Italian Wine Consortium

The Italian Wine world is composed of thousands of individual winemakers. 60,000 producers squeeze out 50 million hectolitres of wine each year and compete against one another to create the best Barolo, Brunello, etc etc.

This is wonderful for us, the consumer, we have a seemingly infinite choice of wines all striving for supreme quality which is what makes the Italian wine world so interesting to me. However, this is not how the rest of the world operates. In the States there are massive wine consortium’s who buy up producer after producer and standardise and regulate and do such awful sanitary things that decrease my enjoyment of the wine but also, and this is the killer blow, decrease the price of the bottles. What they achieve is excellent QPR.

When I buy a bottle of wine I don’t simply think about the price, my key criteria is not always even the taste, but when I buy wine I’m buying into the whole story. I want to know everything, about the grape, the conditions at the vineyard, the vintage, the producer, I am buying into the life of the wine. It’s a romantic, old fashioned notion, and I am in a vast minority.

Price is what matters today. With wines from all over the world becomingly increasingly available the Italian market can not even rely on the loyalty of Italian wine drinkers anymore. Top quality wines, hand picked grapes, low yields are exceptionally expensive and this cost is passed onto the consumer. Young Italians aren’t interested in the tradition or the story of the wine. They want quality wines yes, but with a jazzy label. Braida and Planeta are doing their utmost to embrace the young Italian wine drinker with cool commercials and hip marketing and are carving out a niche for themselves with the wealthy younger generation (consider a bottle of Planeta/Braida is still usually over €15)

This is a step in the right direction by Braida and Planeta but much much more needs to change. Italian wine makers need desperately to set up consortia in order to promote their wines at home and abroad. The New World is going to bite us in the ass. Not by the quality of their wine as was feared but their ability to market their products and face marketing costs together.

Take for example Chile, a hugely successful emerging wine country has only 130 producers creating some 10 million hectolitres of wine. Another example is Australia, 300 of their producers account for 75% of their total export.

Italian wine is the worlds leading importer of wine into the States but nowhere near enough is being done to fend off the New World attack. Personally I hope the Italian wine producers can strike some kind of balance. I don’t want to see huge Italian wine consortium’s and have an unavoidable decrease in quality with a higher importance placed on the brand yet I don’t want the smaller producers to disappear unable to sell their expensive wines and unable to compete with their marketing. We’re in a time of change and can’t rely on the simple fact the wine is “Italian” with all the romantic notions attached to that label.

Of course none of us can tell what is going to happen in the next 5 years, whether Italy will lose its US wine drinkers crown to Australia or if we will see many smaller Italian wine makers going bust but, it looks inevitable from where I stand today. The powers that be have a chance to change the future for Italian wine and Italy’s answer to Yellowtail is still up for grabs. As for me, I’ll continue to support our smaller producers making some of the best quality wines in the world. Perhaps the Slow Food group should help tackle this growing problem and create a Slow Wine section to protect the threat to quality we are facing today.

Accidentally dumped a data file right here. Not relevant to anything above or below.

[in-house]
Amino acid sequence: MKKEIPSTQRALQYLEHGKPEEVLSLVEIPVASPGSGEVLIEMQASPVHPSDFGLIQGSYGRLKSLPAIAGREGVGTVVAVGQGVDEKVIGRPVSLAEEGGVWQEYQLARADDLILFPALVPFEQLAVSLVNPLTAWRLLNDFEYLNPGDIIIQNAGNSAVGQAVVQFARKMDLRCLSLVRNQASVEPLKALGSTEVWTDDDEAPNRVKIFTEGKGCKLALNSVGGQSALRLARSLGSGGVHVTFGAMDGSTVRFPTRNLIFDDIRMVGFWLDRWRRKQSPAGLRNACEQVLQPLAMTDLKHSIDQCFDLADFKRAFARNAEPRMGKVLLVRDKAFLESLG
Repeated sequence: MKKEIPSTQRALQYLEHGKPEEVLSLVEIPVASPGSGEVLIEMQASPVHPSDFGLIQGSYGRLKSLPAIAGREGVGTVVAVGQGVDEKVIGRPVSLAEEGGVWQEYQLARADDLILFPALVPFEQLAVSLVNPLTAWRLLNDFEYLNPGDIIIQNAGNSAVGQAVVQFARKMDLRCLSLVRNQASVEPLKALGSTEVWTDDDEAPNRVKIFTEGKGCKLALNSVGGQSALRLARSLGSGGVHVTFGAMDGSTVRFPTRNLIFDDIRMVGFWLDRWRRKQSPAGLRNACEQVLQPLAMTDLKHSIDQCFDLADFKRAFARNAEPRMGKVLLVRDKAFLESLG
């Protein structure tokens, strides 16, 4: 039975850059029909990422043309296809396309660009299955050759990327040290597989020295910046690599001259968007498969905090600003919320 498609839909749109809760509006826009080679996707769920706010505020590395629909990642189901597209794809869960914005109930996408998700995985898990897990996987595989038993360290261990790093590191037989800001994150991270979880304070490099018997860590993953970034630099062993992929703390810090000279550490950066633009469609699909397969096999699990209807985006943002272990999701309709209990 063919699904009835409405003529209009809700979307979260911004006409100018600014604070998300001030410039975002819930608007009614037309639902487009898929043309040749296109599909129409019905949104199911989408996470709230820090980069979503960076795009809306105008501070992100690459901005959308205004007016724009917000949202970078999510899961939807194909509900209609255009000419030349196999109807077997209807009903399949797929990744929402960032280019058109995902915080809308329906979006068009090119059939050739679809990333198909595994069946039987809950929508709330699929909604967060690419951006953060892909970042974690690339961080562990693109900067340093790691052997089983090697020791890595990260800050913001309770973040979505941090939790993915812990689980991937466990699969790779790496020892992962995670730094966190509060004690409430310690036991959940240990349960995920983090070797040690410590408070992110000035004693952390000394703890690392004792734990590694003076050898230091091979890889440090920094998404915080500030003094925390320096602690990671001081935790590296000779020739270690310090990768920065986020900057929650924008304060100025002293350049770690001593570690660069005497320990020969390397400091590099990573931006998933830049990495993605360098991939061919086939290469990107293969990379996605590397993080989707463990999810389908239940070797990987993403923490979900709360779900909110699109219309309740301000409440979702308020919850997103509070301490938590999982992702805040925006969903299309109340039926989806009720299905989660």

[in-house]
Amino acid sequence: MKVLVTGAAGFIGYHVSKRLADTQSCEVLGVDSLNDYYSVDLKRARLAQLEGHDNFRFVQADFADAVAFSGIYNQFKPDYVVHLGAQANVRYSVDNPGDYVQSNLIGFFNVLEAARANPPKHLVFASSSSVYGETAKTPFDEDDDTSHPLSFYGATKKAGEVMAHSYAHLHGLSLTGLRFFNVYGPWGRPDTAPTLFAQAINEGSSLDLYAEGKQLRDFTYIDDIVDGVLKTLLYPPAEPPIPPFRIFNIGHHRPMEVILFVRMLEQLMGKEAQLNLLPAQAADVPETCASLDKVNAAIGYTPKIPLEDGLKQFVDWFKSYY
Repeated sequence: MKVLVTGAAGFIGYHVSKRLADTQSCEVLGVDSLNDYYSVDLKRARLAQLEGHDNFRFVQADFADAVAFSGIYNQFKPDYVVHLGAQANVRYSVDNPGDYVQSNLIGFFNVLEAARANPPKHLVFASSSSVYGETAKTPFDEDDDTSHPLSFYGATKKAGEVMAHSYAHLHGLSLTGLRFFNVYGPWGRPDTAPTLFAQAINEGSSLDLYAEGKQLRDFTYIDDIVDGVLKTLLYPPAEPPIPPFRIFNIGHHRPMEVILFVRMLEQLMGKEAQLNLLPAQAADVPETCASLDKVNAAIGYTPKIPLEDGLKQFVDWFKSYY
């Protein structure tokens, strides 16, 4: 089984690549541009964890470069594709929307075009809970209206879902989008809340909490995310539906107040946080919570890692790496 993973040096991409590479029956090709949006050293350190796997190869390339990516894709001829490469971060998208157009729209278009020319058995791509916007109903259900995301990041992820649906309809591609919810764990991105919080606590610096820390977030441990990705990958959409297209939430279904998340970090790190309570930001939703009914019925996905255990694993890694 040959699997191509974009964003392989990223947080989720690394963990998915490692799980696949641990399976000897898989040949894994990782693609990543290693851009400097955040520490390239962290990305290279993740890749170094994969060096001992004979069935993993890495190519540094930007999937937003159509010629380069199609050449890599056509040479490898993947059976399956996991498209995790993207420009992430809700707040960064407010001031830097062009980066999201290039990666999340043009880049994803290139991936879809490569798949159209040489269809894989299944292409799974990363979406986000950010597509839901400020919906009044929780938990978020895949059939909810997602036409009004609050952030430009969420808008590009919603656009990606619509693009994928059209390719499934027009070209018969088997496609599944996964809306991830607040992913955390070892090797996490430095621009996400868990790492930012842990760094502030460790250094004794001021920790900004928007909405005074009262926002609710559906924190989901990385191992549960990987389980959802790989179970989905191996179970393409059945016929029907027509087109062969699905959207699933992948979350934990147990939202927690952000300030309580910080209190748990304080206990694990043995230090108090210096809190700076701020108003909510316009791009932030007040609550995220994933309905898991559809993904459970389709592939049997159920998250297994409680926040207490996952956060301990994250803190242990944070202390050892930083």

Question of the day?
What criteria influence your decision to buy wine?

8 Comments Add yours

  1. Lar says:

    The French Suffering at the hands of the new world has been long documented, and it’s due to any number of reasons from the big marketing campaigns down to how they market their wines.It’s simple, if a French wine doesn’t have English on the label with the name of the grape, how it tastes and what food it goes with then your supermarket shopper won’t understand it. If they don’t understand it, they won’t buy it.Instead they’ll opt for an unitimidating Chilean or Australian wine.

  2. YepBland, unoffensive and cheap is what wins the day Lar.I think the French and the Italian are waking up to it, my only hope is that they don’t simply ape the New World methodology.Like I said, I’d love Slow Food to jump all over this topic and raise some awareness. They’re an Italian group and slow food and slow wine should go hand in hand. I emailed them to see what they are doing, if I get a response I’ll post it.

  3. Josh Banks says:

    My gosh! You are being serious today?I choose my wine based on past experience of the producer or recommendations. Not your recommendations of course but recommendations from friends and experts.:oP

  4. Andy B says:

    Choosing wine involves a lot of research for me. I normally go to the wine markets armed with information of Ebob on the palm.

  5. Jen Cole says:

    My criteria is really dependant on what food I’m taking.

  6. Maureen Hamill says:

    Oh no. I have to admit sometimes I do get taken in by the labels. They draw my eye and I end up taking those bottles home. I’m a sucker for marketing. :oX

  7. Massimo Rosso says:

    When I buy the wine I think always to the vintner and the past times I have tried the wines. I do not think to the color of the bottles.

  8. Barbara says:

    We’ve bought 2 Umbrian wines as gifts, and would like to know when to tell the recipients they can drink the wines. The first is a 2005 Sagrantino di Montefalco (Tudernum), and the other is a wine Gambero Rosso rated fairly high, a 2005 (Francore) Merlot, also from tudernum. Any adivce on when these should be drunk?

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